How To Write PPC Ads That Convert

How To Write PPC Ads That Convert

Google recommends using to expanded text ads. The purpose of these new ads is to improve visibility on mobile and desktop, as well as click-through rates. Expanded text ads are double the size of previous search ads and give you much more space to advertise your services, products and benefits in order to turn more browsers into buyers. Karooya offers a great expanded text ad preview tool to help you mock-up new search ads, and to make things better, it’s free to use!

 

Example of expanded text ads in Google search results.

 

As you can see from the example above, the expanded text ad consists of:

  • Up to 3 headlines
  • Your Final URL (the landing page you wish to send people to)
  • Ad extensions (in the example above, Callout & Sitelink extensions are being used)

This article looks at how to best write each of these components to create an ad that gives you a higher click-through and conversion rate so that you can maximise ROI from your PPC budget.

 

Headlines

Your ad headlines are the most important element of the ad and will play the biggest part in attracting searchers to your PPC ad, so make it scannable and attention-grabbing to persuade them to click on it. Google currently offers the ability to add 3 headlines to your ads, all with a 30 character limit.

The headline should be straight to the point and reserved for the most important messaging around your targeted keywords. Speak directly to the customer using ‘you’ and ‘your’ and write in title case as you would a headline for a blog post. Keep your messaging relevant, including unique benefits of the searcher going to your landing page over your competitors’ pages. For example, if you’re trying to sell a service you could offer a free call or consultation as an incentive for users to pick you over a competitor. It’s also important to create urgency by adding a call to action such as ‘buy now’, ‘sign up today’ or ‘shop for a limited time only’ to draw prospects in.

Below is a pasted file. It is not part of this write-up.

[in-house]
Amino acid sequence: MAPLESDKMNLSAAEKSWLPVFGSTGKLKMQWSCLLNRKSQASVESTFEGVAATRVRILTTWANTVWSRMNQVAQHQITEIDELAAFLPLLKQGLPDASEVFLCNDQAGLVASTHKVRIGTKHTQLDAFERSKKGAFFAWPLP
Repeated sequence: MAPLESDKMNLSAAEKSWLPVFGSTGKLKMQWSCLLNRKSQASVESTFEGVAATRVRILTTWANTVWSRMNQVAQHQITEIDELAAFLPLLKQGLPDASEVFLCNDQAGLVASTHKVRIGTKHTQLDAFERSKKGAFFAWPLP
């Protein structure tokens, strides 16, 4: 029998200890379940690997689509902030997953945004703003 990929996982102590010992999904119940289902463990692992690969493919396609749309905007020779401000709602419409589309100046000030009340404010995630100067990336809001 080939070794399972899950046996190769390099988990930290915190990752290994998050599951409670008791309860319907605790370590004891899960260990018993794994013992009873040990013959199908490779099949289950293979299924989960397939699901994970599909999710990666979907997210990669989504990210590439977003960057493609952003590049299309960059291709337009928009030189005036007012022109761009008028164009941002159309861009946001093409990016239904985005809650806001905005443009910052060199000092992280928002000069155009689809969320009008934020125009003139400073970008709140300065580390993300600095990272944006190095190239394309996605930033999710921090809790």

Display URL

The display URL is the URL that users see in your ad and may differ from the destination URL (final URL), which is the URL of the page your ad takes you to. After inputting your final URL during the ad creation stage, Google allows you to include two 15-character path fields after the display domain. This allows you to make your domain more engaging and relevant to the searcher.

Utilise these path fields to add text so that people can get a clearer idea of where they will be taken to if they click on your ad. Optimise your display URL by including keywords relevant to the specific desired page and relevant to what users are searching for.